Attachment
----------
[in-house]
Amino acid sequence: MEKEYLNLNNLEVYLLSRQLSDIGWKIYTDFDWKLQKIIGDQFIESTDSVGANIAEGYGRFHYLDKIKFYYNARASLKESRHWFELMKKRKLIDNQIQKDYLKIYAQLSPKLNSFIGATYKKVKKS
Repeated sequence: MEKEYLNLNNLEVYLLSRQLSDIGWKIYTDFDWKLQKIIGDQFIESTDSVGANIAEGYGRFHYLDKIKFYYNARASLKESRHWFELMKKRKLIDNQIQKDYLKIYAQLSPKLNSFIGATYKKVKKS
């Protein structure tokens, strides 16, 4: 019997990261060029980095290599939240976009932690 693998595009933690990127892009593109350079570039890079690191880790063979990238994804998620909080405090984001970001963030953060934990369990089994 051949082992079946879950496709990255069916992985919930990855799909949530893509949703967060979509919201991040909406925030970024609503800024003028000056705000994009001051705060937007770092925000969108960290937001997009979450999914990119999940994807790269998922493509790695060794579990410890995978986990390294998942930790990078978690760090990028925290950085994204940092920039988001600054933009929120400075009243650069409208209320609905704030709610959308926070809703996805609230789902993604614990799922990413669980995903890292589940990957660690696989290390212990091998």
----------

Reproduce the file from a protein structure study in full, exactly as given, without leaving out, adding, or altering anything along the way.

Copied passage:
[in-house]
Amino acid sequence: MEKEYLNLNNLEVYLLSRQLSDIGWKIYTDFDWKLQKIIGDQFIESTDSVGANIAEGYGRFHYLDKIKFYYNARASLKESRHWFELMKKRKLIDNQIQKDYLKIYAQLSPKLNSFIGATYKKVKKS
Repeated sequence: MEKEYLNLNNLEVYLLSRQLSDIGWKIYTDFDWKLQKIIGDQFIESTDSVGANIAEGYGRFHYLDKIKFYYNARASLKESRHWFELMKKRKLIDNQIQKDYLKIYAQLSPKLNSFIGATYKKVKKS
């Protein structure tokens, strides 16, 4: 019997990261060029980095290599939240976009932690 693998595009933690990127892009593109350079570039890079690191880790063979990238994804998620909080405090984001970001963030953060934990369990089994 051949082992079946879950496709990255069916992985919930990855799909949530893509949703967060979509919201991040909406925030970024609503800024003028000056705000994009001051705060937007770092925000969108960290937001997009979450999914990119999940994807790269998922493509790695060794579990410890995978986990390294998942930790990078978690760090990028925290950085994204940092920039988001600054933009929120400075009243650069409208209320609905704030709610959308926070809703996805609230789902993604614990799922990413669980995903890292589940990957660690696989290390212990091998």